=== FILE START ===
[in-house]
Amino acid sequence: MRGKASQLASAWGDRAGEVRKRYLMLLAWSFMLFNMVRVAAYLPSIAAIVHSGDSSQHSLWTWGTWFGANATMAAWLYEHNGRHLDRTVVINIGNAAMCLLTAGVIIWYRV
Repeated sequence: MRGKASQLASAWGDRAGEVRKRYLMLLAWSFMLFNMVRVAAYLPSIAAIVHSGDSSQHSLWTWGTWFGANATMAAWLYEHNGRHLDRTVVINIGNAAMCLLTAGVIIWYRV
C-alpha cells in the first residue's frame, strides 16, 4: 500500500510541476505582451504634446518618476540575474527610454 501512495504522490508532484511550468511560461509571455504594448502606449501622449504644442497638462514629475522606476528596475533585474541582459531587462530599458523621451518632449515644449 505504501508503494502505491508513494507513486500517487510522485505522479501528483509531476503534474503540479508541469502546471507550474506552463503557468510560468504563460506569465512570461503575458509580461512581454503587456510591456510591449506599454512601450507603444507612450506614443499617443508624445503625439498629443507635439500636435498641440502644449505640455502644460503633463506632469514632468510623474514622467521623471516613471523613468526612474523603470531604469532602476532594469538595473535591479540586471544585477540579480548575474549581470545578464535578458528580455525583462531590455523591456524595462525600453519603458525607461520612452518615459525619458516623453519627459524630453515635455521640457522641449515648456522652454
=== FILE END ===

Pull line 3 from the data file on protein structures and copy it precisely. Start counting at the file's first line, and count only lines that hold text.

Repeated sequence: MRGKASQLASAWGDRAGEVRKRYLMLLAWSFMLFNMVRVAAYLPSIAAIVHSGDSSQHSLWTWGTWFGANATMAAWLYEHNGRHLDRTVVINIGNAAMCLLTAGVIIWYRV